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Novel Instrument Sheds Light on Plankton Populations in Coastal Waters

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Flow cytobot being tested off coastal vessel Mytilus.

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Flow cytobot being tested off coastal vessel Mytilus. (Photo by Tom Kleindinst)

Source: Media Relations

Cabled ocean observatories, like the Martha's Vineyard Coastal Observatory (MVCO), and new sensors like the Flow Cytobot are enabling scientists to study plankton community structure and processes with unprecedented detail. MVCO is connected to shore by a fiber optic cable that provides unlimited power and data transmission capabilities 24/7 and allows scientists to plug in various instruments or sensors. One of the MVCO sensors is the Flow Cytobot, an automated flow cytometer that makes continuous measurements of plankton size, abundance and other characteristics, and takes video images of organisms for identification. It can be reprogrammed from remote locations, such as a lab ashore, to respond to changing conditions. Scientists can monitor seasonal changes in populations and growth rates of specific populations, important to understanding such phenomena as harmful algal blooms.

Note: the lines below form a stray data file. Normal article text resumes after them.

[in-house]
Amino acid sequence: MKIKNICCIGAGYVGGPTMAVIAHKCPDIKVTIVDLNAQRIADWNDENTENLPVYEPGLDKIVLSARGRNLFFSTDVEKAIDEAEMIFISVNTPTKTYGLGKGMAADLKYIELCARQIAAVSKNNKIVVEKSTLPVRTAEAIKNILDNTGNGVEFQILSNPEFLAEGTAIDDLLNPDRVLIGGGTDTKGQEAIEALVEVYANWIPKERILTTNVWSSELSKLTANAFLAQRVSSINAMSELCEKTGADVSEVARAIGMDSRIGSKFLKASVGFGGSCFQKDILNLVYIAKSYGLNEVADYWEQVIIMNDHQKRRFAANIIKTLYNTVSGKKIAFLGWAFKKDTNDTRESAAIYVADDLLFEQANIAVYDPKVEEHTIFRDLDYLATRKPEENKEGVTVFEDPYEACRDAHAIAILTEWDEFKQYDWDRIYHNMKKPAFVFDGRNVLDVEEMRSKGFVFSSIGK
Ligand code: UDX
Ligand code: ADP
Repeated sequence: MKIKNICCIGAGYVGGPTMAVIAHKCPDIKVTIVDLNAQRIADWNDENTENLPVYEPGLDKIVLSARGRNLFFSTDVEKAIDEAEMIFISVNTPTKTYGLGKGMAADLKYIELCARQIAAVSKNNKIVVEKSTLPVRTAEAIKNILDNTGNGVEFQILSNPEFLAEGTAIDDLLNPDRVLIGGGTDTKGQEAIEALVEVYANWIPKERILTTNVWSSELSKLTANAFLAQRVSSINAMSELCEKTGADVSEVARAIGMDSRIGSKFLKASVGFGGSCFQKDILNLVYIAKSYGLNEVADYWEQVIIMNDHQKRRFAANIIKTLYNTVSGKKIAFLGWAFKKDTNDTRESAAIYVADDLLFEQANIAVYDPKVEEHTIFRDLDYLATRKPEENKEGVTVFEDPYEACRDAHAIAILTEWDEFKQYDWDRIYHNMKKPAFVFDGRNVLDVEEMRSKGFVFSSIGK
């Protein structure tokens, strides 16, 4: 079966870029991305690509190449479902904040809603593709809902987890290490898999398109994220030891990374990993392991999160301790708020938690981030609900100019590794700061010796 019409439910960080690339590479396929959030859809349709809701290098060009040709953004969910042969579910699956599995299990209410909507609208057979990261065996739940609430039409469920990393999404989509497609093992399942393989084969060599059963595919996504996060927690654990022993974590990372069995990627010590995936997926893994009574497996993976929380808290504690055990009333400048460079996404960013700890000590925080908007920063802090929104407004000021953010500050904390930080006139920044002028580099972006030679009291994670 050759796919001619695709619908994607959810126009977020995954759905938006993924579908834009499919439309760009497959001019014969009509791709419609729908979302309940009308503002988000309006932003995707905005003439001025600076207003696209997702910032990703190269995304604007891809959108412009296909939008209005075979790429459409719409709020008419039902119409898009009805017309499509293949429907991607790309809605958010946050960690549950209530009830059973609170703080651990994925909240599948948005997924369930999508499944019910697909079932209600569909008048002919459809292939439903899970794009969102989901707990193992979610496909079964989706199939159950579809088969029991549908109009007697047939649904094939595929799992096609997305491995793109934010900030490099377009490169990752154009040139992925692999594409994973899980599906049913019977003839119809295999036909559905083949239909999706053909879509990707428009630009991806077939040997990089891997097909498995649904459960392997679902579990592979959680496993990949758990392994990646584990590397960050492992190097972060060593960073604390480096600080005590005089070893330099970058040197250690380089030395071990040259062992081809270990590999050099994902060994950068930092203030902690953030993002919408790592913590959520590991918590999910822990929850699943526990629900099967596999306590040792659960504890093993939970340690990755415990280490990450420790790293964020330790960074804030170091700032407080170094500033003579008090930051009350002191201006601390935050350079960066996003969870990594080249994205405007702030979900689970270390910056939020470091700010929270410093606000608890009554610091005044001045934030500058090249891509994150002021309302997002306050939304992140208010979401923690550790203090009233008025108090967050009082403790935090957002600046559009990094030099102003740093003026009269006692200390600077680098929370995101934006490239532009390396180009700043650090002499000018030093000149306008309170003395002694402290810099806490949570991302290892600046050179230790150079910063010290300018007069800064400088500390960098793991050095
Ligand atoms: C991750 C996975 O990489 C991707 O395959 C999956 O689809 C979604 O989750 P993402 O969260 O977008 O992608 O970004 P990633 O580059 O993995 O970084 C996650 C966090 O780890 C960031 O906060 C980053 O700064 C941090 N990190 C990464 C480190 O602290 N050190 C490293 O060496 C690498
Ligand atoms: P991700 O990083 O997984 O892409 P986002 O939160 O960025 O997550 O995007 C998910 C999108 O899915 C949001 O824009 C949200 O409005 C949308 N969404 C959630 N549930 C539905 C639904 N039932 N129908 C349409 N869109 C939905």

OS42A-04 A New Submersible Imaging-in-Flow Instrument to Monitor Nano-and Microplankton: Imaging Flow Cytobot

Originally published: December 1, 2004

Last updated: January 7, 2015

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